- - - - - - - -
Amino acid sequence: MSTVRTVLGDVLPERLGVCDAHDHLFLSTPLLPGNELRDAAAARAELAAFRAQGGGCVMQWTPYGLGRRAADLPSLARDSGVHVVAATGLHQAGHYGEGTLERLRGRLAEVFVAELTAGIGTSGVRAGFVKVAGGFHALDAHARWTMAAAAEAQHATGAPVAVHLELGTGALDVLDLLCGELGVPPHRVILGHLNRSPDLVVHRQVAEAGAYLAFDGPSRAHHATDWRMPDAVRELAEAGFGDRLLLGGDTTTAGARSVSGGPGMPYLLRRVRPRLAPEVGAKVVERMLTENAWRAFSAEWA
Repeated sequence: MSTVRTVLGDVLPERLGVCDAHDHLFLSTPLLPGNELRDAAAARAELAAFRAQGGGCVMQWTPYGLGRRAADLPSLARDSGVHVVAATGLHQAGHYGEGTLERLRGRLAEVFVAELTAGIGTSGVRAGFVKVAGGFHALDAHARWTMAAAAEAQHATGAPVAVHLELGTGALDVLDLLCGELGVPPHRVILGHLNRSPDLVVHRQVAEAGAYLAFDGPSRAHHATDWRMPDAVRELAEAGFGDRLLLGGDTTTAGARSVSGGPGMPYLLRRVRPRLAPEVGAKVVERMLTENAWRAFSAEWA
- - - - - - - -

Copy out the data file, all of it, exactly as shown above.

Amino acid sequence: MSTVRTVLGDVLPERLGVCDAHDHLFLSTPLLPGNELRDAAAARAELAAFRAQGGGCVMQWTPYGLGRRAADLPSLARDSGVHVVAATGLHQAGHYGEGTLERLRGRLAEVFVAELTAGIGTSGVRAGFVKVAGGFHALDAHARWTMAAAAEAQHATGAPVAVHLELGTGALDVLDLLCGELGVPPHRVILGHLNRSPDLVVHRQVAEAGAYLAFDGPSRAHHATDWRMPDAVRELAEAGFGDRLLLGGDTTTAGARSVSGGPGMPYLLRRVRPRLAPEVGAKVVERMLTENAWRAFSAEWA
Repeated sequence: MSTVRTVLGDVLPERLGVCDAHDHLFLSTPLLPGNELRDAAAARAELAAFRAQGGGCVMQWTPYGLGRRAADLPSLARDSGVHVVAATGLHQAGHYGEGTLERLRGRLAEVFVAELTAGIGTSGVRAGFVKVAGGFHALDAHARWTMAAAAEAQHATGAPVAVHLELGTGALDVLDLLCGELGVPPHRVILGHLNRSPDLVVHRQVAEAGAYLAFDGPSRAHHATDWRMPDAVRELAEAGFGDRLLLGGDTTTAGARSVSGGPGMPYLLRRVRPRLAPEVGAKVVERMLTENAWRAFSAEWA